Will a Clinton Visit Unsettle N. Ireland?

He may push 'yes' vote in May 22 referendums. Some Protestants call it foreign interference.

By , Special to The Christian Science Monitor

The message to President Clinton from hard-line Northern Ireland Protestants is: Stay at home, and let us decide our own destiny.

But if the May 22 referendums on the peace agreement in the province and Ireland are to be won, and peace secured, a heavy White House shove may yet be needed.

Mr. Clinton has already played a pivotal role in the pursuit of peace.

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A series of phone calls by the president to party leaders helped clinch the Belfast agreement in the critical final negotiating stage. After last Friday's agreement, he offered to travel to Northern Ireland "if it would help." A successful Clinton visit to the province two years ago helped to kick-start the peace process.

But the situation today is different and shows signs of great fluidity. Opinion polls immediately after the agreement showed 73 percent in favor in Northern Ireland, 60 percent in Ireland, and 81 percent on the British mainland. But there are deep disagreements among influential Protestant power-brokers.

At a news conference yesterday, David Trimble, leader of the moderate pro-British Ulster Unionist Party (UUP), called on his supporters to back the peace plan, saying, "It is the best deal that is available, warts and all. There isn't a better one available, and there isn't a realistic alternative."

But a formidable coalition of opponents is already building. On Wednesday the Rev. Ian Paisley, firebrand leader of the radical Democratic Unionist Party (DUP), launched a "no" campaign and promised to hold rallies throughout Northern Ireland. Dr. Paisley calls the peace pact "the mother of all treachery" and insists a Clinton visit would be "interference."

After the 1973 Sunningdale Agreement on Northern Ireland between London and Dublin, Paisley played a leading part in fomenting the province-wide Protestant workers' strike that forced its collapse. Since then, Northern Ireland has endured 25 more years of sectarian violence and murder.

Attitudes among Irish Republican Army activists and rank-and-file supporters of Sinn Fein, the IRA's political wing, remain unclear.

Sinn Fein President Gerry Adams will be meeting with his party's executive body over the weekend. Sinn Fein sources say Mr. Adams hopes to persuade the party it should remain in step with public opinion and not let a gap open up between voters and political leaders.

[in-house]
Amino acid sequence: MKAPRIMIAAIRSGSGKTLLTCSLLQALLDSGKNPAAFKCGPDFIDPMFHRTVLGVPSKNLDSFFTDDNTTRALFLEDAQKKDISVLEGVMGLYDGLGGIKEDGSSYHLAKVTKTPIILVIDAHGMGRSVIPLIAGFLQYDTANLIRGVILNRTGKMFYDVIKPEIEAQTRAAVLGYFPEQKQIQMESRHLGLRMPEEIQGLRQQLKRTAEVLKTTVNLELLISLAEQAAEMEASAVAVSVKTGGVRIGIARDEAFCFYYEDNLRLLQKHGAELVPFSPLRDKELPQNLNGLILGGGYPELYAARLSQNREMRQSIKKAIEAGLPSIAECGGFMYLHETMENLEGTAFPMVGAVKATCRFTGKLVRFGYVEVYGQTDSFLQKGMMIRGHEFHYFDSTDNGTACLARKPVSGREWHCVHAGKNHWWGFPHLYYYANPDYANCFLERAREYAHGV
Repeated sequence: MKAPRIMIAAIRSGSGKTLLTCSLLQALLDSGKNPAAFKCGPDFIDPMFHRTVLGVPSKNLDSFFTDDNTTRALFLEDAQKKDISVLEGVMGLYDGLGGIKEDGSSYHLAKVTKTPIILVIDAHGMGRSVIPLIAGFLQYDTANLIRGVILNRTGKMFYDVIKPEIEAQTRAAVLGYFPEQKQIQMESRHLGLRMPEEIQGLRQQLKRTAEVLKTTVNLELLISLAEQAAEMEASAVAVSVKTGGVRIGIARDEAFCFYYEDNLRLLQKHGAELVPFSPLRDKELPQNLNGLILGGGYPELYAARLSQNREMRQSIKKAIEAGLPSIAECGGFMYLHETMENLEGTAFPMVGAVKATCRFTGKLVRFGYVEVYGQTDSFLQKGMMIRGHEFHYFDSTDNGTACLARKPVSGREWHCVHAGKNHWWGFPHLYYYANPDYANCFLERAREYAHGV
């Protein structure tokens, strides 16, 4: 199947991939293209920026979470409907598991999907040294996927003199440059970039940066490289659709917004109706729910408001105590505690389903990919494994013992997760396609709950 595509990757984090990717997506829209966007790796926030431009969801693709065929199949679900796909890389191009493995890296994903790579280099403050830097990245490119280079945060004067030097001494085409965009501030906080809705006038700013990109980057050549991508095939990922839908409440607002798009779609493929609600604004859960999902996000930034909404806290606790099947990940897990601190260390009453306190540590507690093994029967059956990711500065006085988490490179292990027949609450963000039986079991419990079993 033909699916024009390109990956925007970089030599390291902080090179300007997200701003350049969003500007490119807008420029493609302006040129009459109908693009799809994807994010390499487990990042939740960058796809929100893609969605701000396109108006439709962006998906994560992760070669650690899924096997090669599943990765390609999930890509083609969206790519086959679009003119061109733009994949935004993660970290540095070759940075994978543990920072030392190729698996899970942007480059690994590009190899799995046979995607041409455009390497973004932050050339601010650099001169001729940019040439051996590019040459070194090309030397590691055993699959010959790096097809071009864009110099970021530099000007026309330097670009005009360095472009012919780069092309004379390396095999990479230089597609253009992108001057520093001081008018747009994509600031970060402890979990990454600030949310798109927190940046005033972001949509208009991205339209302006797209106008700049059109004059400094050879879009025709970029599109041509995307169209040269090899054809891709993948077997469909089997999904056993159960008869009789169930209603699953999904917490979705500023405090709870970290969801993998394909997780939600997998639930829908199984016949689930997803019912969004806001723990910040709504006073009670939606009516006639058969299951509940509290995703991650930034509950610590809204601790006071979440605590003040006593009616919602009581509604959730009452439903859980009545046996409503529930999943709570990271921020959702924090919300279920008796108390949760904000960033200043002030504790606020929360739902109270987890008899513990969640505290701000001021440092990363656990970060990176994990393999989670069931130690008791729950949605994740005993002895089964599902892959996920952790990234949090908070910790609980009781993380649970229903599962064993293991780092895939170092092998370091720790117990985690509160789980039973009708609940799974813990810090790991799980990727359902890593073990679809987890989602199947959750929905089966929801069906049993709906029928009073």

Such a gap may already have begun to appear within Protestant ranks.

On Wednesday, the Grand Lodge of the Orange Order, the largest Protestant fraternal order, voted 3-to-1 to call for "clarification" of key aspects of the peace pact, but stopped short of outright rejection.

Parts of the agreement that most disturb Protestants concern the early release of paramilitary prisoners from both sides of the sectarian divide, and the failure to specify a deadline for handing in terrorist weapons.

On Tuesday the Dublin government, in an apparent bid to boost support for the deal within the IRA and Sinn Fein, ordered the immediate release of nine republican prisoners.

This weekend Mr. Trimble faces what may be one of his toughest tasks, when members of the UUP's grass-roots national council meet to debate the peace plan.

It's acceptance would enable Trimble to outflank party critics and enhance the chances of a decisive "yes" vote on May 22. But if he fails to get council support, Trimble will be handicapped in his resistance to the Paisley strategy of all-out rejection of the peace deal.

At that point the entry of President Clinton, with his undoubted skills as a campaigner, could be a critical factor in the referendum campaigns.

In Belfast, British government sources said yesterday that Clinton was unlikely to decide about a Northern Ireland visit until after the UUP national council and Sinn Fein's political executive body had a chance to respond to the peace plan.

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